Avon Valley Project
The Avon Valley Project, led by Devon Wildlife Trust in partnership with South Devon Nature Trust, works with landowners to enhance & extend wildlife habitats across the catchment. Together they are creating new areas of wildflower-rich grasslands, planting new hedgerows, improving woodlands for wildlife and monitoring water quality in the River Avon.
Three of Devon Wildlife Trust’s Nature Reserves lie within the Avon Valley – Lady’s Wood, Andrew’s Wood and South Efford Marsh, but wildlife is not restricted to Nature Reserves. How we manage the land has a direct impact on whether species are able to thrive or survive. General habitat decline is making it more difficult for many species to find the food, shelter, nesting and breeding sites they need.
The Avon Valley project works with people who can make a difference for wildlife…on the ground. The Project supports existing good practice, encourages & assists with habitat creation and restores degraded habitats. Our focus is on creating a more ‘joined up’ landscape for wildlife.
Since 2011, the Project has visited over 120 separate sites, working with 200 landowners and influencing almost 2500 hectares of land – that’s around 20% of the whole Avon Valley!
of the Avon Valley
Threatened by intensive agriculture and development, wildflower meadows are few and far between. These meadows support a wonderful variety of wildlflowers, which in turn attract bees and other insects searching for pollen, nectar and breeding sites. By working closely with landowners, the Avon Valley Project is successfully enhancing forgotten meadows and creating new ones too…
This summer, the Avon Valley Project harvested seed from two meadows established by the Project…4 years after they had been sown. Prior to this the Project relied on the generosity of landowners outside of the Avon Valley to supply wildflower seeds used to create new sites. In 2016 an impressive 100kg of wildflower seed was brush-harvested from two of our generous donor sites, with the seed stored and dried at DWT’s Woodah Farm. The seed is then hand-broadcast onto the meadows-to-be in the autumn. From a single site 4 years ago, the project now works on over 15 separate sites covering in excess of 25 hectares.
Read the full wildlfower factsheet.
The common (or hazel) dormouse is characteristic of Devon. However, this fluffy tailed species has declined in recent decades alongside the loss of traditionally-coppiced woodland and mature hedges.
Devon Wildlife Trust’s nature reserves Andrew’s Wood and Lady’s Wood are strongholds for dormouse populations in the Avon Valley, but we know very little about their presence outside these areas. In partnership with landowners and the Woodland Trust, the Avon Valley Project is carrying out a programme of Dormouse Surveys to find out more.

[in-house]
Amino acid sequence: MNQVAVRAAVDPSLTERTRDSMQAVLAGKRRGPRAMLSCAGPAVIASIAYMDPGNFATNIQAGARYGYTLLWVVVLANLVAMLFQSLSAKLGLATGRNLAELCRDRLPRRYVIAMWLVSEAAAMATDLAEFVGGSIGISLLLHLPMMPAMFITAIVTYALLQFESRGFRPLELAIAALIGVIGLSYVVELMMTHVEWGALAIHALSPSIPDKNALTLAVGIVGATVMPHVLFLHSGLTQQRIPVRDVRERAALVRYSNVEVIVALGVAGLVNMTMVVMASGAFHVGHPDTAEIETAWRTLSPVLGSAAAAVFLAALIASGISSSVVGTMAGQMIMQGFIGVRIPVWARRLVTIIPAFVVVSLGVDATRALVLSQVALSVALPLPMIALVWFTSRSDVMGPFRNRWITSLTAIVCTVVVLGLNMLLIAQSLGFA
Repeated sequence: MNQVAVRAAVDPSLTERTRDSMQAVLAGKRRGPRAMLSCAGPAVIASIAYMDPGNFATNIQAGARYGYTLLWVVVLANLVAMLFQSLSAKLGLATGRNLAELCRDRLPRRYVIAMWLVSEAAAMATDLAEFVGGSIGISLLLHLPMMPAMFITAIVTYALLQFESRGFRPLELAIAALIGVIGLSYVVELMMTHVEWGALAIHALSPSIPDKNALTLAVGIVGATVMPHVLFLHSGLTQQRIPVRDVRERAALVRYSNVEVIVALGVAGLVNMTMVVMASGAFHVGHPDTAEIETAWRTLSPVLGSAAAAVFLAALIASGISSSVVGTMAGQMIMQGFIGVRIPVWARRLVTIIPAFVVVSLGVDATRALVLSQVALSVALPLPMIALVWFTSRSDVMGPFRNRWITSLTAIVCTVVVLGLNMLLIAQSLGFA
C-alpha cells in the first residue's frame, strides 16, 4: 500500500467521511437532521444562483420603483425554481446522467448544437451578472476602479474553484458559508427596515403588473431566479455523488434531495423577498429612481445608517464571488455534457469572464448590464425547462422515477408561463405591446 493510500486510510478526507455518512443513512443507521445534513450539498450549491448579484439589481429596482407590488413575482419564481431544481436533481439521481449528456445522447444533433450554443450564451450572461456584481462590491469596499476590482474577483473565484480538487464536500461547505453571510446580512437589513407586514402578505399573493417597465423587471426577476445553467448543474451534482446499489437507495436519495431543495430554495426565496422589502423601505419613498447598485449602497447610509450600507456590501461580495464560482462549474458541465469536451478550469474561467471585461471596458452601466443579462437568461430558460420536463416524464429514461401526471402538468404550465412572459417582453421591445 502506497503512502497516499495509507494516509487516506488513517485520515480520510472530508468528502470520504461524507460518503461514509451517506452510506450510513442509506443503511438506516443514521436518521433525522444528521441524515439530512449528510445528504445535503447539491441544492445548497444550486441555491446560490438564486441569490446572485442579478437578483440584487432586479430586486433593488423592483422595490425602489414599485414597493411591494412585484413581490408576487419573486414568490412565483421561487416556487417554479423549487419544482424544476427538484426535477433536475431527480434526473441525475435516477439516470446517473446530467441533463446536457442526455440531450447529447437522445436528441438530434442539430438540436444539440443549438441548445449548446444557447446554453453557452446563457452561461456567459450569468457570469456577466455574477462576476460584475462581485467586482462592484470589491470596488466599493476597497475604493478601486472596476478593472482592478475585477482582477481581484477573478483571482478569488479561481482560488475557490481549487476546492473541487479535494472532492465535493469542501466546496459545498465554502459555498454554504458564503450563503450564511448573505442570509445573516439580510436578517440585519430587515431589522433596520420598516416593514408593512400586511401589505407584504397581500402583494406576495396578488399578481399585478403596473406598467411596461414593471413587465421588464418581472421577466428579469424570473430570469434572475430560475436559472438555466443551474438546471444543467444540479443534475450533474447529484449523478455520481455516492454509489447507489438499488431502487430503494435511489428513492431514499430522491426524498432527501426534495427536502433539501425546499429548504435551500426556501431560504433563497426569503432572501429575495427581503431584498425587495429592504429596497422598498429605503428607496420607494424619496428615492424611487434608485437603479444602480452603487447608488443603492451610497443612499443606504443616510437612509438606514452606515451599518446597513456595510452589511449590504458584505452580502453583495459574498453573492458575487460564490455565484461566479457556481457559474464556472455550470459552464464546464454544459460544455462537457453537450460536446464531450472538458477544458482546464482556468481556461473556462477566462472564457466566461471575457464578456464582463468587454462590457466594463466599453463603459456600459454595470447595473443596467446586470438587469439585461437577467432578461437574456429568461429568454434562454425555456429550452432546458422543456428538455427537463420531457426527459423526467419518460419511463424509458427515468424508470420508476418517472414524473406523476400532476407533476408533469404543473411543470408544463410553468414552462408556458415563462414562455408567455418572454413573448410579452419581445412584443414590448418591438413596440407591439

This information will be used to guide and improve the management of woodland and hedges, identify potential areas to enhance populations by installing nestboxes, advising on habitat management, planting hedgerows, copses and improving structural diversity of woodland. The project also organises workshops and activity days, nut hunts, nestbox building, and dormouse ecology and conservation sessions.
Recent achievements include nine new site records and a guided walk for landowners on dormouse ecology and habitat management.
Read the full dormouse survey factsheet.
Riverflies, particularly Caddisflies, Stoneflies and Up-wing Mayfly are integral to healthy river ecosystems, not only as food sources for fish and birds, but also because they are so sensitive to pollution. Their absence, or reduced abundance, provides valuable information about water quality and pollution incidents.
The Riverfly Partnership is a national network of anglers, conservationists, scientists, watercourse managers, entomologists and relevant authorities, working together to protect the water quality of our rivers, understand riverfly populations and actively conserve riverfly habitats.
Following Riverfly training sessions, regular sampling is now underway at four sites between the Avon Dam and above the tidal reach at Aveton Gifford. Trigger levels have been set for each site by the Environment Agency who will act immediately if abundance levels for any of the four fly groups fall below the set threshold. The data is also uploaded to the national Riverfly Partnership website.
If you own or manage land in the Avon Valley and would like to get involved with the Avon Valley Project please contact either Lynne Kenderdine, Devon Wildlife Trust, on 07392 865905 (e) lkenderdine@devonwildlifetrust
or Craig Dunton, South Devon Nature Trust, on 07807215270 (e) firstname.lastname@example.org.
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